I spent nine weeks overseas with work. The longest we’d ever been apart, and there were days when I found it really hard. You arrived in Montreal on the evening of our 22nd Wedding Anniversary and I was so happy to see you I burst into tears. Who said I’m tough?
You broke your back, or at least you told me it felt like you did when you bent down to tie up your shoelaces. But you just took a pain-killer and soldiered on because we were going bushwalking with a group of like-minded nature lovers. It wasn’t until we got home six hours later that you realised just how bad your back was.
After suffering for almost a year, your back was operated on and you spent four weeks flat on your back playing Xbox. Six weeks later, you were surfing in the Maldives. What a remarkable recovery, but then, perhaps a surgeon who is the best of the best, really is just that.
Twenty-five years after saying I do, we celebrated surrounded by our daughters and their partners, and my broken ring was replaced, same gold, new stone, new design. I now wear the original diamond in a pendant around my neck.
We sold our home and moved into a unit. Downsize they said. Declutter they said. It’ll cleanse the soul they said. We wished we’d never listened. Selling our house and moving into a unit was the biggest mistake we’d ever made, but little did we know our toughest year was ahead of us.
We finally admitted that we needed to sell that unit and get back into a house.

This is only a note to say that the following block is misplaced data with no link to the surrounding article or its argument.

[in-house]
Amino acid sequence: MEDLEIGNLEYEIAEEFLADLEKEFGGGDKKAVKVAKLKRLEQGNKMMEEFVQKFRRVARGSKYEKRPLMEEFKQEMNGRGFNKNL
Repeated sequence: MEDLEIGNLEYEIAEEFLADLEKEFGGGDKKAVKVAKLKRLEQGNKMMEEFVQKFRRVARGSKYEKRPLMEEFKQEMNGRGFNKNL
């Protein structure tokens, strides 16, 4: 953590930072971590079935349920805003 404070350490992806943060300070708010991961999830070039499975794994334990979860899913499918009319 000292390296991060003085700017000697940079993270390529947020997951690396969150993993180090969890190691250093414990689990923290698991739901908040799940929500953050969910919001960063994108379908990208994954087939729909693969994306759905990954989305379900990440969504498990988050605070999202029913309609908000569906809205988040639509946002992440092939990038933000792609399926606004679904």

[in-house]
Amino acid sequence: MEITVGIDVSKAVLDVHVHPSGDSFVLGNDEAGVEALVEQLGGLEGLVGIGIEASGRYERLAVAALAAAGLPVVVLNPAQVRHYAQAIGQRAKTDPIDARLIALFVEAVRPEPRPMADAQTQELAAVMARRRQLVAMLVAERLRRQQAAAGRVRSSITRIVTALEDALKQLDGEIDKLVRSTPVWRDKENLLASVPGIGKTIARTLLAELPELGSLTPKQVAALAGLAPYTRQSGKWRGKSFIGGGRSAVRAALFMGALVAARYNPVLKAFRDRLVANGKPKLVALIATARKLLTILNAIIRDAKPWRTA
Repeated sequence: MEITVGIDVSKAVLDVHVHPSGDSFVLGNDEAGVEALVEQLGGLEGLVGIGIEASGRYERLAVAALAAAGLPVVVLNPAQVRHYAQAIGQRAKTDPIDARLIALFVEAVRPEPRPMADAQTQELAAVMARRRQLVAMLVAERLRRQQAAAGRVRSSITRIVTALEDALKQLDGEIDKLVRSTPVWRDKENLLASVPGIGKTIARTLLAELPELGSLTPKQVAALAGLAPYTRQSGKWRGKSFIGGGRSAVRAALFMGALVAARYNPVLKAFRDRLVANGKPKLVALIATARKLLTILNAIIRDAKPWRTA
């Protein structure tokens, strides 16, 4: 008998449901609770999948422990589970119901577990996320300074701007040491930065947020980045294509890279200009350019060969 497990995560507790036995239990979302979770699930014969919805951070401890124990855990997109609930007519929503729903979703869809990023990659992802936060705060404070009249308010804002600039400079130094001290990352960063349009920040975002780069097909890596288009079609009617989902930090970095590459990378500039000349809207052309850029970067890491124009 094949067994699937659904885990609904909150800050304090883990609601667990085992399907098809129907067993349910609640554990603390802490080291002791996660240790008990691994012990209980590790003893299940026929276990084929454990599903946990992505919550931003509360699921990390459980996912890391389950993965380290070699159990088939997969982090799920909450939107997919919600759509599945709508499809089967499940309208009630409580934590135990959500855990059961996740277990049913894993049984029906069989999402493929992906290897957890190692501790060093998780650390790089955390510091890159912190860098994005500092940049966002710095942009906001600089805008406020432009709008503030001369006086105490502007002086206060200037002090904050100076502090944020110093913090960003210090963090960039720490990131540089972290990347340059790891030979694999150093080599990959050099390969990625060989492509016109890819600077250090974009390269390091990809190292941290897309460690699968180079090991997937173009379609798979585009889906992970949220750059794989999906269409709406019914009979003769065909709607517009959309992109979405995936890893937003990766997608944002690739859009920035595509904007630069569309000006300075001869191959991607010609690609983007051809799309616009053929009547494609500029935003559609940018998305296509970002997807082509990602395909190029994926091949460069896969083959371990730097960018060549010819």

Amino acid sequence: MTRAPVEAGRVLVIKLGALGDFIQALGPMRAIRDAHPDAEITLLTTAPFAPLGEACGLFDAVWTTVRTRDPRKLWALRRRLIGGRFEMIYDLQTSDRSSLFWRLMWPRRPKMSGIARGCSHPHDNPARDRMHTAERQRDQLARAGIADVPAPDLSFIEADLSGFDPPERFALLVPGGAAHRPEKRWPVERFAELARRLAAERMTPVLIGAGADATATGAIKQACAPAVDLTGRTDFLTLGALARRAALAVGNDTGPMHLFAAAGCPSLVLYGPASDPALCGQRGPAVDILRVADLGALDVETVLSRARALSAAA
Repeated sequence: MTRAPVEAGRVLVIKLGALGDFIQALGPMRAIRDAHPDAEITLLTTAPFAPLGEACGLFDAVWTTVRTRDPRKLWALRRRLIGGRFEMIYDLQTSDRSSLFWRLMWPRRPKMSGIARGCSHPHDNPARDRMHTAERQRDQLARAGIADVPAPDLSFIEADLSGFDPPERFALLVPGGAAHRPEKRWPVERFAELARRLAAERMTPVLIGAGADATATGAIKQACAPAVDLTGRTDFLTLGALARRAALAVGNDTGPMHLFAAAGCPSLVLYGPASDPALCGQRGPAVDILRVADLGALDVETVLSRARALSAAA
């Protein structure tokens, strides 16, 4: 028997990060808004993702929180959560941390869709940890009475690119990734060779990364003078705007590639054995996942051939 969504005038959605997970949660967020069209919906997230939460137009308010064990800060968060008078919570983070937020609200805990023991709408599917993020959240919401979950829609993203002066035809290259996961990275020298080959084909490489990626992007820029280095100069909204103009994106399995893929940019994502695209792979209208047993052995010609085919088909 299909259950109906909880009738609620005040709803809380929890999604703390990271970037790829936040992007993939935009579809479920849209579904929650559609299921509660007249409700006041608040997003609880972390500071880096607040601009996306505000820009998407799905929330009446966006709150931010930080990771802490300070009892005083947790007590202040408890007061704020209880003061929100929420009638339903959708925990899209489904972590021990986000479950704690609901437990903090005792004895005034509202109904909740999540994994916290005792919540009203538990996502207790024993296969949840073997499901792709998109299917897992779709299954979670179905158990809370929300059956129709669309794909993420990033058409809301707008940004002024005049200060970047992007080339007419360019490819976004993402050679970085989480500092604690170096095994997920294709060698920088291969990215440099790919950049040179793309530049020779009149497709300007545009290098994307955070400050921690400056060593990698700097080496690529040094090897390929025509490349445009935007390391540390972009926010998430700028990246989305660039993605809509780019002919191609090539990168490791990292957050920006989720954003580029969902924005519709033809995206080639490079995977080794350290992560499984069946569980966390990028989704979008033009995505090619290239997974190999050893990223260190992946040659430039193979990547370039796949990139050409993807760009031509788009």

We’d sold our unit, and shortly after, I lost my job and gained a completely new perspective on life. You quit your job and we set out on our adventure of a lifetime travelling around Australia, loving living and laughing all the way.
All of 2015
We spent the entire year on the road, seeing parts of our country we thought we’d only ever dream of seeing. What an adventure we had, an amazing time in our lives that we will never forget.
October 18, 2016
So here we are today, our 30th Wedding Anniversary. I remember someone telling me to not wear pearls on my wedding day, that they represented tears. If that’s true, they must represent tears of laughter. What a ride we’ve had and what wonderful times we’ve shared with each other.
You are my soul mate, my best friend, the other half that makes me whole. I hope we have another 30 years together because I don’t want to think about life without you.